Chinese LNG offtakes in February have continued to grow as the government is keen to reinvigorate industrial output. Meanwhile, price conscious buyers in Southeast Asia and the Caribbean are taking advantage of record low prices and soak up some of the excess supply.
On an annual and monthly basis, Chinese LNG demand remains robust
Following rapid import growth in 2019, offtakes in January 2020 had decreased by almost 11% compared to 2019 but were nonetheless 21% higher than in January 2018. When comparing February imports, Chinese LNG offtakes were more than 21% higher this year compared to the same period last year, thus somewhat compensating for the y/y reduction seen in January. Accordingly, our latest data indicates China’s LNG offtakes stood at 5.11mmt on 29th February.
China maintained growth trajectory in February despite coronavirus
When adopting a more granular view, recent imports have accelerated y/y. Although China saw 18 LNG offtakes over the last seven days of February 2019 compared to only 16 over the same period this year, the extra day in February 2020 helped to augment overall imports. Consequently, despite the coronavirus outbreak, China’s LNG in February have maintained a consistent growth trajectory since 2018 as the Chinese government is keen to reinvigorate industrial output as much and as quickly as possible following various public health measures that restricted the Chinese economy for several weeks.
Growth despite increase in cargo delays
Importantly, the rise in y/y imports in February was by and large not due to delays originating in January. This does not mean there were no delays at all (presumably reduced staff at various terminals were a contributing factor) but where they occurred the affected vessels still arrived within the month they were supposed to. An isolated case of an inter-month delay was that of the Methane Patricia Camila, which arrived at Zhejiang LNG 4 days late on 3rd February.
Nevertheless, we have also observed an increase in in-month delays for cargoes en route to China. For example, the Al Samriya has stopped just north of Shanghai, having originally been scheduled to arrive at Jiangsu on 21st February.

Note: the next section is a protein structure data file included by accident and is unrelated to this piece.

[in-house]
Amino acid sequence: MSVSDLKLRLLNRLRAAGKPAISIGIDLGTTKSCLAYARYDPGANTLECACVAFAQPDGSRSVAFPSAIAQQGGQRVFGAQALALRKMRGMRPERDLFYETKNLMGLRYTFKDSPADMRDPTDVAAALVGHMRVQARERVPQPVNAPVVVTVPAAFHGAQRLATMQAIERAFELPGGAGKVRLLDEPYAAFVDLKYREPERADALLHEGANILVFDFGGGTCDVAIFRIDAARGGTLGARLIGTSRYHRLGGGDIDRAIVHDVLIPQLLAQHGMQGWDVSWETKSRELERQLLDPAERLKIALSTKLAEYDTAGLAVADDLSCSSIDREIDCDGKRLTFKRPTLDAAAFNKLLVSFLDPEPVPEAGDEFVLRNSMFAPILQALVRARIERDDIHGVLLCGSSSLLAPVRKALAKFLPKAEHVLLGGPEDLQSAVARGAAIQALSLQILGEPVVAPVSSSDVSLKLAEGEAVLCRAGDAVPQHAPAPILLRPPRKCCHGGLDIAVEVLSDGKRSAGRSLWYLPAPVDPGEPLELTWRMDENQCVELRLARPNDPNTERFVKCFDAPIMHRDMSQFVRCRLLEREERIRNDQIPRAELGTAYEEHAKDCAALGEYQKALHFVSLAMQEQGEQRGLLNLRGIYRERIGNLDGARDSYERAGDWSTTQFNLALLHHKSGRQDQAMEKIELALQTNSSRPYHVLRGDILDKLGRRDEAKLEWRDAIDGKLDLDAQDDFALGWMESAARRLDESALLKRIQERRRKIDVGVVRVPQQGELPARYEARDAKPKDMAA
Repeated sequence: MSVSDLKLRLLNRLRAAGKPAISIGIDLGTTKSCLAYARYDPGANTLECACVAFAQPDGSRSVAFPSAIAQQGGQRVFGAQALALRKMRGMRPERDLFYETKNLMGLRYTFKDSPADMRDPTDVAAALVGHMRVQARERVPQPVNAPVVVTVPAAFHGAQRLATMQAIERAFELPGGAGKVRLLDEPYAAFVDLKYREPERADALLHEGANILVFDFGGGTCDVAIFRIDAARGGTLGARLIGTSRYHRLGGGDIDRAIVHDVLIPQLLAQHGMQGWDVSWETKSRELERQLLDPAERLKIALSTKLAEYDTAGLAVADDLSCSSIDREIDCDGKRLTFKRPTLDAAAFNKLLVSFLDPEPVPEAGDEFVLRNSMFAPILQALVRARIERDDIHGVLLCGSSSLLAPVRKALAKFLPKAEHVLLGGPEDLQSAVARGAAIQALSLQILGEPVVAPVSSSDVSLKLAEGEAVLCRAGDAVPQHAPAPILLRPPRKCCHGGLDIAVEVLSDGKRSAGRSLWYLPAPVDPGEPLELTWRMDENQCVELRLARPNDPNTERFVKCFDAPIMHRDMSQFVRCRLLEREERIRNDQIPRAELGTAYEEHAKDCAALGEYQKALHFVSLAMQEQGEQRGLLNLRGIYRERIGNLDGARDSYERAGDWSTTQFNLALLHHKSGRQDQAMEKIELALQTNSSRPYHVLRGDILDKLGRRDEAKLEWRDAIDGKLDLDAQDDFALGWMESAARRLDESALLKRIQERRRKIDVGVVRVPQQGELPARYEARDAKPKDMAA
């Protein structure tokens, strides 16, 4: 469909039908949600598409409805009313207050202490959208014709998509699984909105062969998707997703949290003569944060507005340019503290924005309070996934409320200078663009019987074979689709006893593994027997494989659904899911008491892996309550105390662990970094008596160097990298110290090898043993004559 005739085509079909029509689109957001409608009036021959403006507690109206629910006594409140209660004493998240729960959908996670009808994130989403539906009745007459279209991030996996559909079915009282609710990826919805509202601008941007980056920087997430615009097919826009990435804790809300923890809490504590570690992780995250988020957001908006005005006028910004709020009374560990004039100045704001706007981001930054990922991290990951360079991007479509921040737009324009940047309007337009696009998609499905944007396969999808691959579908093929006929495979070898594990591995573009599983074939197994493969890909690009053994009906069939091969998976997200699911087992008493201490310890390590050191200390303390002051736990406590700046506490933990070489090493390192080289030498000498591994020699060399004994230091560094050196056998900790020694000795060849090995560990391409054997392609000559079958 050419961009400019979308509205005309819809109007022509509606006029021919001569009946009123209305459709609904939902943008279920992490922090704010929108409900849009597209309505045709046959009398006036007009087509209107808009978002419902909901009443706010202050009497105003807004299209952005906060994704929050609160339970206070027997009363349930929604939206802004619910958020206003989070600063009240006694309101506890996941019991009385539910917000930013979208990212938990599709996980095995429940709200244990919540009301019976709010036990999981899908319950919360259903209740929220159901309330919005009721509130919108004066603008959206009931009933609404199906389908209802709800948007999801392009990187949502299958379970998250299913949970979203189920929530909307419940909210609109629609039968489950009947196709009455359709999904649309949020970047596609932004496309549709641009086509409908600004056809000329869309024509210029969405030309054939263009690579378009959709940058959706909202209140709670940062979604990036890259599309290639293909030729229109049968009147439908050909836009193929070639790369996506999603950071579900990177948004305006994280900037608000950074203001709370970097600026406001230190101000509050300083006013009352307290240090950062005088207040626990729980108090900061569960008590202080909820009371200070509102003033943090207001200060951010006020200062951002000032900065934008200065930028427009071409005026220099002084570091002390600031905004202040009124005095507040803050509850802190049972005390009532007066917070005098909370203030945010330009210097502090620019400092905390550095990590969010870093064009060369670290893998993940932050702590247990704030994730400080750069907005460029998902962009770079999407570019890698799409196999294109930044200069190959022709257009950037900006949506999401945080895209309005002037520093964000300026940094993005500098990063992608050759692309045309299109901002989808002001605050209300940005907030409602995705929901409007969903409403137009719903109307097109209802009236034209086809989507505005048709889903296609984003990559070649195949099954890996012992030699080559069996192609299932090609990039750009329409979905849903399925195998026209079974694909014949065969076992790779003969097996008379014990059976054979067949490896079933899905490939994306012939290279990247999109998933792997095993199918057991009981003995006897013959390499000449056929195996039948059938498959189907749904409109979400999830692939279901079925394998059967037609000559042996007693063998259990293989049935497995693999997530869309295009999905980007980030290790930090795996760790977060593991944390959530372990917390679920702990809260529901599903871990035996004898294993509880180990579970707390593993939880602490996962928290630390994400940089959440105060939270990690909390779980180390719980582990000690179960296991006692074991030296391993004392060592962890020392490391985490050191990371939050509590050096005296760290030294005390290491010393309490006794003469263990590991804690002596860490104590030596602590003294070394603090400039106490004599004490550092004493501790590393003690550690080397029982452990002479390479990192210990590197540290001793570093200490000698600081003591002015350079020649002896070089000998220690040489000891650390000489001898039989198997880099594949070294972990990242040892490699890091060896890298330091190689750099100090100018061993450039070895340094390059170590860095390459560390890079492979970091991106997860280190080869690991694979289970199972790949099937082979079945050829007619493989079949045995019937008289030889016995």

Some previously thought diversions have also turned out to be mere delays. For example, the Beidou Star was scheduled to ship a QCLNG cargo to the Tianjin area and has since arrived at Caofeidian LNG with a three-day delay. Similarly, the Nigerian LNG Abalamabie, previously waiting off Shanghai, has since arrived at the terminal, also with a three-day delay.
There were relatively few diversions…
However, the Marvel Pelican, which arrived but was then turned away from Zhejiang LNG on 13th February, has taken its cargo to Dahej in India with arrival on 1st March. The Pan Africa, originally destined for Zhejiang LNG, has cancelled its wait just outside Chinese territorial waters that had lasted for more than a week. The vessel is now waiting off Singapore, presumably waiting to return to China.
…but some cargoes were cancelled, and vessels have been idled
Despite Chinese buyers being content with extended charters due to longer waiting times instead of rushing to declare force majeure, some cargoes were not shipped in the first place and vessels idled. For example, the Dukhan, out of repair at Singapore, has yet to return to Ras Laffan to pick up a cargo whilst the Dapeng Moon has been idling off Dampier since 11th February.
Delays not just in the Far East
We highlight that long delays are not just occurring in the Far East. The UK especially seems to have difficulty in receiving the high volume of LNG cargoes arriving from Qatar, the United States and elsewhere. For example, the Gaslog Greece has had to wait for 8 days to dock at Dragon LNG on 27th February whilst the Gaslog Glasgow ‘threw in the towel’ and has taken a new course south, potentially to the Pacific. Other vessels such as the Mekaines are still waiting off the Welsh coast.
The relative sluggishness with which LNG is currently received in the Atlantic and the Pacific has allowed traditionally price conscious buyers in countries such as India and the Caribbean to stock up on LNG. Accordingly, imports for buyers in India, Pakistan, Thailand and the Caribbean grew by 1.24mmt (24%) y/y. India in particular has put all of its LNG capacity sites to use to take advantage of record-low prices.
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